Steele RGD, Torrie JH (1980) Principles and procedures of statistics. Mc Graw-Hill, New York

    Google Scholar 

  23. 23.

    Solangi AH, Iqbal MZ (2011) Chemical composition of meat (kernel) and nut water of major coconut (Cocos nucifera) cultivars at coastal area of Pakistan. Pak J Bot 43(1):357–363

    CAS  Google Scholar 

  24. 24.

    Obasi NA, Ukadilonu J, Eze E, Akubugwo EI, Okorie UC (2012) Proximate composition, extraction, characterization and comparative assessment of coconut (Cocos nucifera) and melon (Colocynthis citrullus) seeds and seed oils. Pak J Biol Sci 15(1):1–9

    CAS  Article  Google Scholar 

  25. 25.

    Rao CV, Newmark HL, Reddy BS (1998) Chemo-preventive effect of Squalene on colon cancer. Carcinogenesis 19:287–290

    CAS  Article  Google Scholar 

  26. 26.

    Santoso U, Kubo K, Ota T, Tadokorob T, Maekawab A (1996) Nutrient composition of kopyor coconuts (Cocos nucifera L.). Food Chem 51(2):299–304

    Article  Google Scholar 

  27. 27.

    Lo SK, Tan CP, Long K, Yusoff M, Lai OM (2008) Diacylglycerol oil-properties, processes and products: a review. Food Bioprocess Technol 1:223–233

    Article  Google Scholar 

  28. 28.

    Yasukawa T, Katsuragi Y, Katsuragi Y, Yasukawa T, Matsuo N, Flickinger BD, Tokimitsu I, Matlock MG (eds) (2004) Diacylglycerol oil. AOCS Press, Champaign, pp 1–15

    Google Scholar 

  29. 29.

    Raja Rajan RG, Prasanth Kumar PK, Gopala Krishna AG (2010) Tocopherols and phytosterols content of coconut oil blends prepared for coconut oil consumers and non-coconut oil consumers. Ind Coconut J LIII 4:16–20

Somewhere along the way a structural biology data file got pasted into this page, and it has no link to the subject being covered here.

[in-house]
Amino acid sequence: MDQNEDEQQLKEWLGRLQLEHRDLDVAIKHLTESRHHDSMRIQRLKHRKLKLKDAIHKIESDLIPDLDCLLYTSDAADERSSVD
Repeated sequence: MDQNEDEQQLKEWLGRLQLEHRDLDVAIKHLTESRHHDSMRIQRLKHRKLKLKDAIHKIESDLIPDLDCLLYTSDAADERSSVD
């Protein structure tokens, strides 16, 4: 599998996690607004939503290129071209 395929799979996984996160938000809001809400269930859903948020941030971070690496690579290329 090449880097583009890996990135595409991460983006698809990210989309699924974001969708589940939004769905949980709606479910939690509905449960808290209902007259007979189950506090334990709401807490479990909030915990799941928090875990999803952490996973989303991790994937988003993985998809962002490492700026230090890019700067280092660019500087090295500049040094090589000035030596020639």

Google Scholar 

  30. 30.

    Henna Lu FS, Tan PP (2009) A comparative study of storage stability in virgin coconut oil and extra virgin olive oil upon thermal treatment. Int Food Res J 16:343–354

    Google Scholar 

  31. 31.

    Seneviratne KN, HapuarachchI CD, Ekanayake S (2009) Comparison of the phenolic-dependent antioxidant properties of coconut oil extracted under cold and hot conditions. Food Chem 114:1444–1449

    CAS  Article  Google Scholar 

  32. 32.

    Marina AM, Che Man YB, Nazimah SAH, Amin I (2008) Antioxidant capacity and phenolic acids of virgin coconut oil. Int J Food Sci Nutr 60:1–10

    Google Scholar 

Download references

Acknowledgments

The authors are thankful to Director CSIR-CFTRI, Mysore for providing infrastructural facilities and The Coconut Development Board, Kochi, for funding the project.

Author information

Affiliations

Authors

Corresponding author

Correspondence to A. G. Gopala Krishna.

About this article

Cite this article

Appaiah, P., Sunil, L., Prasanth Kumar, P.K. et al. Composition of Coconut Testa, Coconut Kernel and its Oil. J Am Oil Chem Soc 91, 917–924 (2014). https://doi.org/10.1007/s11746-014-2447-9

Download citation

Keywords

  • Acylglycerols
  • Coconut kernel
  • Coconut testa
  • Copra
  • Fatty acids
  • Oil
  • Phenolics
  • Phytosterols
  • Tocopherols
  • Triacylglycerols